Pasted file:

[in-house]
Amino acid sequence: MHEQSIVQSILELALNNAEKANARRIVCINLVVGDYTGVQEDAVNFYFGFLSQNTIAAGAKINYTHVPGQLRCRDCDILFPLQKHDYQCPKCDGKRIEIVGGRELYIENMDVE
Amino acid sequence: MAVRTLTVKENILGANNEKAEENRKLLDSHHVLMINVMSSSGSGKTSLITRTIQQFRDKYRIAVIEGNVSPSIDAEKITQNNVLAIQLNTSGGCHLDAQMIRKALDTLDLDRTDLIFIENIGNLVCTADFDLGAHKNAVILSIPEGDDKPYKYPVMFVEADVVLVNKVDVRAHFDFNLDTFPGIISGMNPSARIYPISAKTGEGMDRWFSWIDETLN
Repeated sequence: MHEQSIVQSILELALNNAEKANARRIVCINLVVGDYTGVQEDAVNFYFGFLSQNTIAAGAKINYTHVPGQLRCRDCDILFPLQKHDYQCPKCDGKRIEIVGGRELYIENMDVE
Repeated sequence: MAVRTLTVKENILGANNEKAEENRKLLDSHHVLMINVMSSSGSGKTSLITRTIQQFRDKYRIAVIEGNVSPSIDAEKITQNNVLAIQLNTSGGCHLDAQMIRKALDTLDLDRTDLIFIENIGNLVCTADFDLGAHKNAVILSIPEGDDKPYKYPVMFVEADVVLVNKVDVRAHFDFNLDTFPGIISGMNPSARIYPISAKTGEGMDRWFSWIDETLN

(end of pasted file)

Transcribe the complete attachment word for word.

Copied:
[in-house]
Amino acid sequence: MHEQSIVQSILELALNNAEKANARRIVCINLVVGDYTGVQEDAVNFYFGFLSQNTIAAGAKINYTHVPGQLRCRDCDILFPLQKHDYQCPKCDGKRIEIVGGRELYIENMDVE
Amino acid sequence: MAVRTLTVKENILGANNEKAEENRKLLDSHHVLMINVMSSSGSGKTSLITRTIQQFRDKYRIAVIEGNVSPSIDAEKITQNNVLAIQLNTSGGCHLDAQMIRKALDTLDLDRTDLIFIENIGNLVCTADFDLGAHKNAVILSIPEGDDKPYKYPVMFVEADVVLVNKVDVRAHFDFNLDTFPGIISGMNPSARIYPISAKTGEGMDRWFSWIDETLN
Repeated sequence: MHEQSIVQSILELALNNAEKANARRIVCINLVVGDYTGVQEDAVNFYFGFLSQNTIAAGAKINYTHVPGQLRCRDCDILFPLQKHDYQCPKCDGKRIEIVGGRELYIENMDVE
Repeated sequence: MAVRTLTVKENILGANNEKAEENRKLLDSHHVLMINVMSSSGSGKTSLITRTIQQFRDKYRIAVIEGNVSPSIDAEKITQNNVLAIQLNTSGGCHLDAQMIRKALDTLDLDRTDLIFIENIGNLVCTADFDLGAHKNAVILSIPEGDDKPYKYPVMFVEADVVLVNKVDVRAHFDFNLDTFPGIISGMNPSARIYPISAKTGEGMDRWFSWIDETLN